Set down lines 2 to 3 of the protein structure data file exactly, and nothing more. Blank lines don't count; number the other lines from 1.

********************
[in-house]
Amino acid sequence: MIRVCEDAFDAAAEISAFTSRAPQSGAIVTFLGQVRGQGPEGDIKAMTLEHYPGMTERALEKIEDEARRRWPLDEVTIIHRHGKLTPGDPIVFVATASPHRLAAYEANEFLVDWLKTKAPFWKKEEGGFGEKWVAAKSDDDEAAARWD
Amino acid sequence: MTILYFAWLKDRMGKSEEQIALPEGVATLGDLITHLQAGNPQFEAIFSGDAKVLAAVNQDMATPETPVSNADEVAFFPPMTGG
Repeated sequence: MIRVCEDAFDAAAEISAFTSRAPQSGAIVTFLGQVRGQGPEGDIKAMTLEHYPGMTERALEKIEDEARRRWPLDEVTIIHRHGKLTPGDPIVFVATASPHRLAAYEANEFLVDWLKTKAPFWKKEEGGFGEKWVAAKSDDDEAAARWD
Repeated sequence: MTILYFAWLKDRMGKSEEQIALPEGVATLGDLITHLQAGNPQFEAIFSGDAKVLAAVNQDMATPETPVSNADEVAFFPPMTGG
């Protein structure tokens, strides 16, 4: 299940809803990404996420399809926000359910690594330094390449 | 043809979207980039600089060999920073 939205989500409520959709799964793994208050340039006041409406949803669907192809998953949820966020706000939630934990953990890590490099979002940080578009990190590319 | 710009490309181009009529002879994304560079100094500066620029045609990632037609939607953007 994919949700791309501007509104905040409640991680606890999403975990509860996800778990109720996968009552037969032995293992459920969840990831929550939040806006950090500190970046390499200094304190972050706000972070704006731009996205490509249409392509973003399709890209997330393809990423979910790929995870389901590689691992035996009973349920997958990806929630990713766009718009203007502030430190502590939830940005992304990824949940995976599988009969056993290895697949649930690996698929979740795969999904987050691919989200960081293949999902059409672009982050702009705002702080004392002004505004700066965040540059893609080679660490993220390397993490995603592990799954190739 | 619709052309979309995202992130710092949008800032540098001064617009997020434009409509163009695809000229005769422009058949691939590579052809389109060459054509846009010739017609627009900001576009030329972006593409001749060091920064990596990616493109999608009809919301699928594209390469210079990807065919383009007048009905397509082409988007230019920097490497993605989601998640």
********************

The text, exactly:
Amino acid sequence: MIRVCEDAFDAAAEISAFTSRAPQSGAIVTFLGQVRGQGPEGDIKAMTLEHYPGMTERALEKIEDEARRRWPLDEVTIIHRHGKLTPGDPIVFVATASPHRLAAYEANEFLVDWLKTKAPFWKKEEGGFGEKWVAAKSDDDEAAARWD
Amino acid sequence: MTILYFAWLKDRMGKSEEQIALPEGVATLGDLITHLQAGNPQFEAIFSGDAKVLAAVNQDMATPETPVSNADEVAFFPPMTGG